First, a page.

Heat Shock Protein Abnormalities in CFS

Published: July 16, 2012

Here is yet another study showing an abnormal metabolic response to stress in CFS.

In this study, heat shock proteins (HSP — a reflection of the body's ability to handle oxidative stress) were abnormal after exercise as compared to healthy controls.

Baseline HSP27 was significantly higher among CFS patients compared to controls, and decreased immediately post-exercise, remaining below basal levels even at 7 days. A similar pattern was observed for HSP60, which gradually decreased in CFS patients but increased in controls post-exercise. These findings suggest an abnormal adaptive response to oxidative stress in CFS, which has been seen as well in earlier studies.

I think that antioxidant support (present at high levels in a good multivitamin powder) is an important part of addressing CFS and FMS.

This is yet one more study that:

  1. Shows that CFS and FMS are real.
  2. Demonstrates that nutritional support with antioxidants may be helpful.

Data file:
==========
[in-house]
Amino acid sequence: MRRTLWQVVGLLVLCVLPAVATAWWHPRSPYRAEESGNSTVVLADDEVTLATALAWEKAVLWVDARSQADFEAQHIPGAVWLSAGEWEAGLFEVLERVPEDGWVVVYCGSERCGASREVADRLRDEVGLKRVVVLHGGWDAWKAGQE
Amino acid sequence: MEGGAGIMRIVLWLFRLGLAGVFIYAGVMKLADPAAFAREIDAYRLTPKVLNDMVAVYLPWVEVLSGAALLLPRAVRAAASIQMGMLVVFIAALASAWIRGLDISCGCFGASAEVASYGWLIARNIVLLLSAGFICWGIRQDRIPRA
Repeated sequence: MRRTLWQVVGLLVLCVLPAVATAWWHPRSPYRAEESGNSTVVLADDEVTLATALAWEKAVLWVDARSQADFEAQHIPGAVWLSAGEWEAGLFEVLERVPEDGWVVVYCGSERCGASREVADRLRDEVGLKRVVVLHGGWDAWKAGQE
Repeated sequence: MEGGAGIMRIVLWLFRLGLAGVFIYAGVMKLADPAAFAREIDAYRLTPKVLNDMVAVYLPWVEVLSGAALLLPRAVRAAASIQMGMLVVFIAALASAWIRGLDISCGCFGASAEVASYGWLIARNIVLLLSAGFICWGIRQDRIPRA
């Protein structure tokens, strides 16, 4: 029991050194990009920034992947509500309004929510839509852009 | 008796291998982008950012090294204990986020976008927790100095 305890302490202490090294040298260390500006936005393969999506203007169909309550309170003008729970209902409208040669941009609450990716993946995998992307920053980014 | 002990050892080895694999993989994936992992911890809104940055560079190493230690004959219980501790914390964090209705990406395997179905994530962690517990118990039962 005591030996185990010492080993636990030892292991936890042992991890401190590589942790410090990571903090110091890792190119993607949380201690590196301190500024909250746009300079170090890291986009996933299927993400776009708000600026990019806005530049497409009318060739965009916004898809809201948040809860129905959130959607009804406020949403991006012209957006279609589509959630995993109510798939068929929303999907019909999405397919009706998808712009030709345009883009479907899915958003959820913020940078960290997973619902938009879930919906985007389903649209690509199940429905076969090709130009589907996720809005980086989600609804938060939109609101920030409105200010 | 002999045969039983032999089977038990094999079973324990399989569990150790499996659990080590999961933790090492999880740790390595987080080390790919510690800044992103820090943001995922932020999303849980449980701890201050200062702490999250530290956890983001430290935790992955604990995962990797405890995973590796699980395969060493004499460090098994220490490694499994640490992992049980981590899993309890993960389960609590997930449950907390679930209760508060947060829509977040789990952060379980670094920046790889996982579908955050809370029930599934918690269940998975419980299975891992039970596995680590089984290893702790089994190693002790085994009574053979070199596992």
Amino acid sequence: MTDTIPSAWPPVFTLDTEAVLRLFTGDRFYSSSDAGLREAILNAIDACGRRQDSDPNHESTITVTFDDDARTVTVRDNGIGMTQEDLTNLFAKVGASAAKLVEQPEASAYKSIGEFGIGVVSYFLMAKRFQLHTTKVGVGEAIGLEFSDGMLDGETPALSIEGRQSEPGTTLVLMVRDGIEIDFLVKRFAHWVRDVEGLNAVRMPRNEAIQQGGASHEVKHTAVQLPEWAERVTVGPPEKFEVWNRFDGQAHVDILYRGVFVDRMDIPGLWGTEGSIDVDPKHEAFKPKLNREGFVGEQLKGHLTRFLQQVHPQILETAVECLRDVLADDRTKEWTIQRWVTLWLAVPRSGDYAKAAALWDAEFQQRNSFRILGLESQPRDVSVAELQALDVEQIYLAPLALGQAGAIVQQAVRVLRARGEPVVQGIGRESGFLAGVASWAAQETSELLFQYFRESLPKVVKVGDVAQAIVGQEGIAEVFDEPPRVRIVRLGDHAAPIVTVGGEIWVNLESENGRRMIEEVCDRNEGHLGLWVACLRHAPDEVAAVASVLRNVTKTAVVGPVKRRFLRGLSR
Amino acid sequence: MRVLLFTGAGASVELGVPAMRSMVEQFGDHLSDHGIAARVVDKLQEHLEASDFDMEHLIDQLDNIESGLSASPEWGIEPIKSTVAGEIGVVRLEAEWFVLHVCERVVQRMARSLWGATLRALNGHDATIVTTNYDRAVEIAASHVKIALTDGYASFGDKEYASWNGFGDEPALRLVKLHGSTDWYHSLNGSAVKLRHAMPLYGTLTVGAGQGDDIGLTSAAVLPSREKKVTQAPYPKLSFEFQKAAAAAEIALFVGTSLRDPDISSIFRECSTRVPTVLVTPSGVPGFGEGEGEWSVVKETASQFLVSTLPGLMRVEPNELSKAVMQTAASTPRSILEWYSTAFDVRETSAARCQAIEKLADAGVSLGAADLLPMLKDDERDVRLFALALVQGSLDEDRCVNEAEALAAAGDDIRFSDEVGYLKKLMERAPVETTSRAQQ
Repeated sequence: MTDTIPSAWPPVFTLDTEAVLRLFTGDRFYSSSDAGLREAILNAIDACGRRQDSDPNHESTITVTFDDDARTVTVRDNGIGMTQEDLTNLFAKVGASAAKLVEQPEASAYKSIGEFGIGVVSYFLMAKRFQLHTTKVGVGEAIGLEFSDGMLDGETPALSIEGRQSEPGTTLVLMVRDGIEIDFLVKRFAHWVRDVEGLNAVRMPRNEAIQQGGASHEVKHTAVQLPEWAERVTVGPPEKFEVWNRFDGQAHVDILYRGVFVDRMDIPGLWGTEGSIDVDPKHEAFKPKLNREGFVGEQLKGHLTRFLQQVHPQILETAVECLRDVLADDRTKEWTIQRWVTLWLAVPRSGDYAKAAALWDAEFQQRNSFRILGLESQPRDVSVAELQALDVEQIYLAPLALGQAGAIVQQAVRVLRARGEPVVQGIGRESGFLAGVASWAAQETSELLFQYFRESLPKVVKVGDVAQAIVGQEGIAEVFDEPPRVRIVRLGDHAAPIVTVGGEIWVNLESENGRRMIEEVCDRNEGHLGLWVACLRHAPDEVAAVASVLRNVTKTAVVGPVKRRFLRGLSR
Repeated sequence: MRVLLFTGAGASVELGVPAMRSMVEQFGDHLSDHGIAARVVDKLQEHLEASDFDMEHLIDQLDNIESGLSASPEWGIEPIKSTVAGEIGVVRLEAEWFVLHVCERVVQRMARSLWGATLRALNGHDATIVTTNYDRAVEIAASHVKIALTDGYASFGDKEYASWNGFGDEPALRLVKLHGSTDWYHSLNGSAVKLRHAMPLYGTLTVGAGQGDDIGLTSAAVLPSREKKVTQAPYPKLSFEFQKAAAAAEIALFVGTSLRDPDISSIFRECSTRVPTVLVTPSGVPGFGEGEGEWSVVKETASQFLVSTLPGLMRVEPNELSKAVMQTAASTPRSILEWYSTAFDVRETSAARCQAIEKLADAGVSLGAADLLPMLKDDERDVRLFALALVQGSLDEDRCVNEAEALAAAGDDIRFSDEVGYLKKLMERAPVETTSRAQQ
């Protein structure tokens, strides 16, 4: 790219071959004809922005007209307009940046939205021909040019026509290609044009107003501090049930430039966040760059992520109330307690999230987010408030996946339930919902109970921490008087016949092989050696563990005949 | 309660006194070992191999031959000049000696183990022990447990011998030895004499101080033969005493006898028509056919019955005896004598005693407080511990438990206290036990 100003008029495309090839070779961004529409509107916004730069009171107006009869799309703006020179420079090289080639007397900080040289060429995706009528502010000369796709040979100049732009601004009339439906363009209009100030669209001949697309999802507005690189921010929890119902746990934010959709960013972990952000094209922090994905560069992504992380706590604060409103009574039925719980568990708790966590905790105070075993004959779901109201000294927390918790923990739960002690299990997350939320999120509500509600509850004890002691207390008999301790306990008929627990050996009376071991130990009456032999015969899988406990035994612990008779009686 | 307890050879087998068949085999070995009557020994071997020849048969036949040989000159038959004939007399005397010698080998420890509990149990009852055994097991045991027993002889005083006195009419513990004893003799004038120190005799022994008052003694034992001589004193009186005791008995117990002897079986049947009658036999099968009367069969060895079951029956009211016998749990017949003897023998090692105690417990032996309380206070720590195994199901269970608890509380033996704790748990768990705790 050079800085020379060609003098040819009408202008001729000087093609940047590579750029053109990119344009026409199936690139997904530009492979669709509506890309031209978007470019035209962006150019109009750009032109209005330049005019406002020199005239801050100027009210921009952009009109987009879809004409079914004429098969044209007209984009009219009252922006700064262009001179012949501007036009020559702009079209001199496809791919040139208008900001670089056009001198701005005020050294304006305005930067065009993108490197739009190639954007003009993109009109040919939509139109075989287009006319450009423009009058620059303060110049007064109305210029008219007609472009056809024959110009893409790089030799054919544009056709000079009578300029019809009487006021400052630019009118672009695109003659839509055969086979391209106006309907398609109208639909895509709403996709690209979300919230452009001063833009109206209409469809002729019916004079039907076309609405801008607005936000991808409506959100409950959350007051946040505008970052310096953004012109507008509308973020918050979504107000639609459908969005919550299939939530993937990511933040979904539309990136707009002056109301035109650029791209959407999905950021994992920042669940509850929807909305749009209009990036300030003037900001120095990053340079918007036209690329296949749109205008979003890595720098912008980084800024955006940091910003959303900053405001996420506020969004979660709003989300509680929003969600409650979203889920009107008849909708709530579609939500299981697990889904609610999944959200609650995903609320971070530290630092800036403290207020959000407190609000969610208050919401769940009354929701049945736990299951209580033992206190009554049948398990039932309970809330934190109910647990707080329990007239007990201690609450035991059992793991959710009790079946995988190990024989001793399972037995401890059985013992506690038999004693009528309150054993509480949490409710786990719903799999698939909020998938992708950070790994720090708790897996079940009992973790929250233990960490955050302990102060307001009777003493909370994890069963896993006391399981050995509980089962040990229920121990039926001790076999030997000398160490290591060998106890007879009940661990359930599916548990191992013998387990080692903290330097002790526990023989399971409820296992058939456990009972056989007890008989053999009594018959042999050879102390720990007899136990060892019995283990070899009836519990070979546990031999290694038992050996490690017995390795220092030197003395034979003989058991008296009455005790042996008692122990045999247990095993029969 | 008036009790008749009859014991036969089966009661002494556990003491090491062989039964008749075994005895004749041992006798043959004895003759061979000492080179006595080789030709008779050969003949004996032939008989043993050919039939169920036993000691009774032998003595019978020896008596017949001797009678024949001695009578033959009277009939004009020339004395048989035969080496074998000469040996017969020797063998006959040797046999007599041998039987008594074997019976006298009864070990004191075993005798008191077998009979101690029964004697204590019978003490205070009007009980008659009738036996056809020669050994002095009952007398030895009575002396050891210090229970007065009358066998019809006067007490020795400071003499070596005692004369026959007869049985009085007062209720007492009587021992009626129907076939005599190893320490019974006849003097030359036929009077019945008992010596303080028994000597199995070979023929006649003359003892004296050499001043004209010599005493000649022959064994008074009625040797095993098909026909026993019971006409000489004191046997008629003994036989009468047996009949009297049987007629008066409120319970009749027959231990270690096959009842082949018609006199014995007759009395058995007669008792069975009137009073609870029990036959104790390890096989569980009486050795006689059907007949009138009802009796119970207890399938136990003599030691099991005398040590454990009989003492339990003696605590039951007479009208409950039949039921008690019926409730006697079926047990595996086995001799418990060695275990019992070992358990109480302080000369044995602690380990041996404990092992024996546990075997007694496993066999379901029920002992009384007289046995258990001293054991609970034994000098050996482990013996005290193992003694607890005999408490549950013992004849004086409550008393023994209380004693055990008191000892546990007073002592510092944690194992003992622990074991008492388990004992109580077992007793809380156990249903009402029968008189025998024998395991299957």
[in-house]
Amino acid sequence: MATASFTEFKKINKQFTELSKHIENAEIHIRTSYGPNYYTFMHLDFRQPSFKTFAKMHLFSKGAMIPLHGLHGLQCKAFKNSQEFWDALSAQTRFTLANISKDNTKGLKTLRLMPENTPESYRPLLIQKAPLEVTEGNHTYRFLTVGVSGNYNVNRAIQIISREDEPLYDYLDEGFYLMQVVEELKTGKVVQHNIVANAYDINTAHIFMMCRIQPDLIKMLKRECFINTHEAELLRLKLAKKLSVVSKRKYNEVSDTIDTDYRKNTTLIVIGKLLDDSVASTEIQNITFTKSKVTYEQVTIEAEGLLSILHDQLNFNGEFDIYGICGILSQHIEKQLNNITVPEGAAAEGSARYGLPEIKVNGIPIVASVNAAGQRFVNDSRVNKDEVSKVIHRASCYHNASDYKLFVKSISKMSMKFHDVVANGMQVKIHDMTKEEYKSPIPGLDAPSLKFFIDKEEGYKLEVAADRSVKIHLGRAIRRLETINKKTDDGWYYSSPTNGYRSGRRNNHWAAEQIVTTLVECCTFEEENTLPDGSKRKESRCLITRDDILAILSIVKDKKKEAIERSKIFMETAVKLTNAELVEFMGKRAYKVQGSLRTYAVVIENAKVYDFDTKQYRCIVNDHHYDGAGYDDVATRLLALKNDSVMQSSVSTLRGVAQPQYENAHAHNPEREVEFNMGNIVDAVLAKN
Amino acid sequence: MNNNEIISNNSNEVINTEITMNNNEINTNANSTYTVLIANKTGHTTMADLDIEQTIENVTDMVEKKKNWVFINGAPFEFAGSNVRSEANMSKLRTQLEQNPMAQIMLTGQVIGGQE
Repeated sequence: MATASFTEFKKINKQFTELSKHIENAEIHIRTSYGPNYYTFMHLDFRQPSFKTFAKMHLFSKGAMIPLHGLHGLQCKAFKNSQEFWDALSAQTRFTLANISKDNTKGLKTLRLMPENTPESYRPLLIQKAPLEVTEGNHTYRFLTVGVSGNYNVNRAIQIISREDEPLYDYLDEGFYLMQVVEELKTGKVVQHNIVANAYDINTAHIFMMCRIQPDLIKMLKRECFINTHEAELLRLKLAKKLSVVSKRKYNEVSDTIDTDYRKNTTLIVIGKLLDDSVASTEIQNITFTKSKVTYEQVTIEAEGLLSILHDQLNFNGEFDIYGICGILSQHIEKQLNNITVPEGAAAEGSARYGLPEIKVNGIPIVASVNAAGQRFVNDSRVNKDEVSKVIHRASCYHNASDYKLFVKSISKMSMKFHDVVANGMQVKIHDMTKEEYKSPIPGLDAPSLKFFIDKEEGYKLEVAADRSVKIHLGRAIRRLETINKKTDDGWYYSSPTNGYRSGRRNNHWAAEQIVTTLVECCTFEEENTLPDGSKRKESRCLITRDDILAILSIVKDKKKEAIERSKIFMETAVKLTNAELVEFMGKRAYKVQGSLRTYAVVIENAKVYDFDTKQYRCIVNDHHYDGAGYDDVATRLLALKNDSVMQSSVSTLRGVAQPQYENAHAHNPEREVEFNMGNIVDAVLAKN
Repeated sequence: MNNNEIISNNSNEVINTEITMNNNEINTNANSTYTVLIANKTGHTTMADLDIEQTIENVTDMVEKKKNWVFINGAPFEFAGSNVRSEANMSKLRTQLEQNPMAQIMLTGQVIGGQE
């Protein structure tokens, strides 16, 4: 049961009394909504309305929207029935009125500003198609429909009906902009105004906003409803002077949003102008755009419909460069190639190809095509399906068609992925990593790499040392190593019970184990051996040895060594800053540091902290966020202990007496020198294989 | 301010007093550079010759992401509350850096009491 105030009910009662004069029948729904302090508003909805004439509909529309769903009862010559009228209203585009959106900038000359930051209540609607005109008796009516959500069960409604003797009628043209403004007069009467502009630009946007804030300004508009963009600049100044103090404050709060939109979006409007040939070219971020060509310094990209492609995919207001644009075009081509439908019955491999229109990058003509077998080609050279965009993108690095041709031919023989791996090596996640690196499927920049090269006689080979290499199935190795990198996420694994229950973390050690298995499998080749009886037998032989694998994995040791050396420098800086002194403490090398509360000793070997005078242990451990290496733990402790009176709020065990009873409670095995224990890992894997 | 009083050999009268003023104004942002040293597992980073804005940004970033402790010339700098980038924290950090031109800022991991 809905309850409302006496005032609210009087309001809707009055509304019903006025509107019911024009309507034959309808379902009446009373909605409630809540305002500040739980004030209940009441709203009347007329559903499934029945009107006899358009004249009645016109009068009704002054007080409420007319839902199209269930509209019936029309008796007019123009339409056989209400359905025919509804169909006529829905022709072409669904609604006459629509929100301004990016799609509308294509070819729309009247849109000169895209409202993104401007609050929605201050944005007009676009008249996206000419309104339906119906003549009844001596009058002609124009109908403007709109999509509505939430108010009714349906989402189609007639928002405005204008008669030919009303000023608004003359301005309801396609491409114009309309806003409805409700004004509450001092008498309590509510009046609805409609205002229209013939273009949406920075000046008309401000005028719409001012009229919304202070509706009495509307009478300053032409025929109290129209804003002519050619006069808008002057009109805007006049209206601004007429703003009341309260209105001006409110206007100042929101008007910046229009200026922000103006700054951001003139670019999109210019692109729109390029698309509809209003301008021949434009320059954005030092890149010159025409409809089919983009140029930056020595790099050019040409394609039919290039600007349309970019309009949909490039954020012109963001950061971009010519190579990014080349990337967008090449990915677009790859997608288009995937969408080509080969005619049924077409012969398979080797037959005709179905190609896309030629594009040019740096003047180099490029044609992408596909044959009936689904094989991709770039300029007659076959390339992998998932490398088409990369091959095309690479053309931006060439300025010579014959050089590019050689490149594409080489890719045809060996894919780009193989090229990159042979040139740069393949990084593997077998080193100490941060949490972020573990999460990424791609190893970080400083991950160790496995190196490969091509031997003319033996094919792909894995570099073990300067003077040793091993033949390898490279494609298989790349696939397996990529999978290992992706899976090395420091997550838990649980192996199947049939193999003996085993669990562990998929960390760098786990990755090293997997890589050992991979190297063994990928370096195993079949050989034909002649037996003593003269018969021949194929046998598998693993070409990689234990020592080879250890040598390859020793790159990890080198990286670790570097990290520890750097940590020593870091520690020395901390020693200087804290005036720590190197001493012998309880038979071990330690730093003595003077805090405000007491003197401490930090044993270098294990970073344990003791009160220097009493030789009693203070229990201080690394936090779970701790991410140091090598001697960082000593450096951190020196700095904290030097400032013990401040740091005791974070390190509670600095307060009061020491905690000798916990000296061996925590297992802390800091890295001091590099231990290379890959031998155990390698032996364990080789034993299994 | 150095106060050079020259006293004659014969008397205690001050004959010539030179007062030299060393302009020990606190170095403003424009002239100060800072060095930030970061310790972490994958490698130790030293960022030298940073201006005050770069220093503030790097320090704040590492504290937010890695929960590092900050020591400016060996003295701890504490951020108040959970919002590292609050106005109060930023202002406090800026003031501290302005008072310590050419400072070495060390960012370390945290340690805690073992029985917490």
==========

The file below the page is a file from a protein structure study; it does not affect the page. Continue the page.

3. Points the way to another potential blood test for diagnosing these illnesses.


Differential heat shock protein responses to strenuous standardized exercise in chronic fatigue syndrome patients and matched healthy controls. AA Thambirajah, K Sleigh, HG Stiver, and AW Chow. Clin Invest Med, January 1, 2008; 31(6): E319.

Jacob Teitelbaum, MD

is one of the world's leading integrative medical authorities on fibromyalgia and chronic fatigue. He is the lead author of eight research studies on their effective treatments, and has published numerous health & wellness books, including the bestseller on fibromyalgia From Fatigued to Fantastic! and The Fatigue and Fibromyalgia Solution. Dr. Teitelbaum is one of the most frequently quoted fibromyalgia experts in the world and appears often as a guest on news and talk shows nationwide including Good Morning America, The Dr. Oz Show, Oprah & Friends, CNN, and Fox News Health.

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